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Some of the most prominent ‘Sardar jokes’ have emerged from the Sikhs themselves. Khushwant Singh never tired himself of the humour directed against his own community. Jokes emanating from inbuilt stereotypical prejudices are always offensive and there is an absolute need for self-restraint. But there are others that harp of stereotypes again without being demeaning and we do not see any harm in them. The Supreme Court of India shall very soon take a call on the ‘Sardar jokes’, which a section of the community finds demeaning. Which is what brought back this particular anecdote. Here’s an erudite observation by Ashoka, in the weekly column, exclusively for Different Truths.


Irishman: Well did you not say that they drive on the right side of the road in Europe!
Englishman: Indeed they do!
Irishman: How in the Heaven’s name can they do it! I tried it on the roads here and I can tell
you, it is extremely dangerous!!

I heard this wisecrack during my sojourn in Ireland where I started my professional career. And it was narrated by an Irishman himself!

The Supreme Court of India shall very soon take a call on the ‘Sardar jokes’, which a section of the community finds demeaning. Which is what brought back this particular anecdote.

Every society has a collection of wisecracks, which are directed towards a section. The Irish jokes are quite prevalent in the United Kingdom. And even within Ireland, there are loads of ‘Kerrymen’ jokes floating around, which are directed towards people coming from County Kerry. Having lived in the country, I found them somewhat incongruous particularly as those hailing from Kerry are generally considered to have the best intellect in the whole of Emerald Isles.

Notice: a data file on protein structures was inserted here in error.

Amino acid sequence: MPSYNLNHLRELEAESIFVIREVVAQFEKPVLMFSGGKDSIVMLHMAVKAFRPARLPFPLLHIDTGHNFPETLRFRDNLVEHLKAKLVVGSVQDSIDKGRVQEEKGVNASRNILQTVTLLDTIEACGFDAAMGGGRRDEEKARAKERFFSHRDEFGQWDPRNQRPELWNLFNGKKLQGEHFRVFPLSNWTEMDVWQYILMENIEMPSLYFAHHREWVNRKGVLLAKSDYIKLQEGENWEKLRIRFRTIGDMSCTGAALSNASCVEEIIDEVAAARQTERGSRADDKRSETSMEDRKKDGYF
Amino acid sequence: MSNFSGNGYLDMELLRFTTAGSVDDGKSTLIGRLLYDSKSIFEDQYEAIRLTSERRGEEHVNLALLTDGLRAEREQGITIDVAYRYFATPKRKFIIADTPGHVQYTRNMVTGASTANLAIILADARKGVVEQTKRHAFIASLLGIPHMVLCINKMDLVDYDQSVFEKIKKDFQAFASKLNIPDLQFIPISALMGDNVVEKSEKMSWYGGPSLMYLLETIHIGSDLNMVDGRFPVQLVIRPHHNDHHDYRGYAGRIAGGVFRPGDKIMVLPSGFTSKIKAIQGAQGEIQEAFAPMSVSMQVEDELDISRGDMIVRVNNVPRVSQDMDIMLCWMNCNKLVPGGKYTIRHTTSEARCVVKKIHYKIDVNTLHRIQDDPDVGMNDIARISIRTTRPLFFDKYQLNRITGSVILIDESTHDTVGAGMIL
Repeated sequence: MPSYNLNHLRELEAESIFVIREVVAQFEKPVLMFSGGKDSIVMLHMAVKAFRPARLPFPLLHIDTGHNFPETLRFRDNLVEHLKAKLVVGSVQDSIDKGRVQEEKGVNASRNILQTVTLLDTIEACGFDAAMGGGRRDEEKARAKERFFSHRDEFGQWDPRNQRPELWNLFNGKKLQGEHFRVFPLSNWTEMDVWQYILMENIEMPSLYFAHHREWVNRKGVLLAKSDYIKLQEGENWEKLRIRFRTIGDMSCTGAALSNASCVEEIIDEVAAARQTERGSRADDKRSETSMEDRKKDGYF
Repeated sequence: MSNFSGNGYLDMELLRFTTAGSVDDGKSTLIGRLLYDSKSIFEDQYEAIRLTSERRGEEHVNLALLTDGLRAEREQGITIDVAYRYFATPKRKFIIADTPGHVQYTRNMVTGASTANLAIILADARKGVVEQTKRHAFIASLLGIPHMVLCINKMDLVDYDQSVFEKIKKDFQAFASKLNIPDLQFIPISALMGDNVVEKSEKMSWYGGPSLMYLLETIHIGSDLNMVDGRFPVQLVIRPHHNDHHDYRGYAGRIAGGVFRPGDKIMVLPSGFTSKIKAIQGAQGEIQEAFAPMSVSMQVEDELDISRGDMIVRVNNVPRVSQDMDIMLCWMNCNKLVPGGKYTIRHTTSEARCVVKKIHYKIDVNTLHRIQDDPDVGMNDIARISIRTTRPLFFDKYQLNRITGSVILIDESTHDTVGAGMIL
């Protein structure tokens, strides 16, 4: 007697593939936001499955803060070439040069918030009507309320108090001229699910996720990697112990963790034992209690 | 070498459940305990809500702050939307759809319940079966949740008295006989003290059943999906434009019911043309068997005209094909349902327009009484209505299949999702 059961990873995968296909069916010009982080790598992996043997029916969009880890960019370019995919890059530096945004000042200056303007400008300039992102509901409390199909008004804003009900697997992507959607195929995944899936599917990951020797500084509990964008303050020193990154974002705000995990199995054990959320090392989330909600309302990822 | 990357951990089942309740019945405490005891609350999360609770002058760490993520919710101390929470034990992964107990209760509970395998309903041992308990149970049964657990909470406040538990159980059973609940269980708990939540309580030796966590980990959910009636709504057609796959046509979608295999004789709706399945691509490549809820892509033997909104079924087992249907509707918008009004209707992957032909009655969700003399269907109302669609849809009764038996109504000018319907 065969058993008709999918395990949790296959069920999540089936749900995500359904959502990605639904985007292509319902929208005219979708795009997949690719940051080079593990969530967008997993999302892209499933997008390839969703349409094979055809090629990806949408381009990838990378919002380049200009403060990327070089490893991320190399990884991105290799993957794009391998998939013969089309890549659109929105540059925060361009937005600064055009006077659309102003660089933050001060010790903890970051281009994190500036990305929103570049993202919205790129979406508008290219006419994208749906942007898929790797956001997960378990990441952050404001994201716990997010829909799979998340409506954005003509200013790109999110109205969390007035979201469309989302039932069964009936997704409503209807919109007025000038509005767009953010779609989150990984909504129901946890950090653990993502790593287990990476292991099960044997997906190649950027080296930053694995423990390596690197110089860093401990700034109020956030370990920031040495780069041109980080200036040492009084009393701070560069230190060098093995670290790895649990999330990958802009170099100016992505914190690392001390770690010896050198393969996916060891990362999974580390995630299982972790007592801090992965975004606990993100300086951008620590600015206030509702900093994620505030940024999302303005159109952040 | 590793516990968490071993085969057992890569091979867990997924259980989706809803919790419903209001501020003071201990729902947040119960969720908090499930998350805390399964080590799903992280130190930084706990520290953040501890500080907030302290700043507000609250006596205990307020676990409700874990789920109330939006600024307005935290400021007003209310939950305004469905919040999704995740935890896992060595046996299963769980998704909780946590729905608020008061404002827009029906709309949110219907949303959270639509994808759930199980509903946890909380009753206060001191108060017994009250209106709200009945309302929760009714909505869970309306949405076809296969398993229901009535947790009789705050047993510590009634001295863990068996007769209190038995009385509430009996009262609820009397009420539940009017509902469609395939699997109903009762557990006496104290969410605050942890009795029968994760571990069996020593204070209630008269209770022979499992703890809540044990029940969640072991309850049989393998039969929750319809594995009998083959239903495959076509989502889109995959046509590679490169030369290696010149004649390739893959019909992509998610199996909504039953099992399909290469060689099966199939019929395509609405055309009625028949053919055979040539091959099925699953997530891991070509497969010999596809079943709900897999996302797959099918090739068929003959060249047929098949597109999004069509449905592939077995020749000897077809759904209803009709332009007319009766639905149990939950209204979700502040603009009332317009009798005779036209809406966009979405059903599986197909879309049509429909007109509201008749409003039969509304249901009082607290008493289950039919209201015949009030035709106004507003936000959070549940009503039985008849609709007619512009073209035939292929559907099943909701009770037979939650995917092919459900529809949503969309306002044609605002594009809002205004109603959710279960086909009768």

Polish jokes are commonplace in the United States and there are big tomes available on them in nearly every bookshop. In Australia, people from Tasmania are generally dismissed as dimwits, who require two heads to function normally. For the record, Ricky Ponting, one of the greatest cricketers to emerge from Australia is a Tasmanian. In the Atlantic provinces of Canada, the Newfoundlanders and those from Cape Breton Islands have to bear a similar brunt.

The whole point here is that I have, until now, not come across a single Irish who has taken umbrage at the ‘Paddy’ jokes nor have I come across any Kerryman object to Kerrymen jokes. I do not remember the Poles or the Newfoundlanders raising any objection to this widespread practice.

Does that mean that the Sikhs are being unduly sensitive! I do not think so. Some of the most prominent ‘Sardar jokes’ have emerged from the Sikhs themselves. Khushwant Singh never tired himself of the humour directed against his own community.

I think it would be important here to state my own personal position vis-a- vis this issue. I have a personal code of conduct that I observe with religious conviction that prevents me from narrating any joke directed at a particular community unless I have a degree of an equation with them which does not have the potential for any misgiving. And when I do have that equation, it is based on an understanding that I can take jibes against my own community.

More importantly, even with that equation, I would not narrate a joke, which was in any way derogatory or abusive towards a section of the society.

I have very close friends among the Sikh community, Irish, and the Poles! And when I am in their company, some jokes do inadvertently crop up. But there has been no occasion when this has led to any unpleasantness. Everyone understands that none of the jibes are derogatory in nature and they fulfill the need for humour.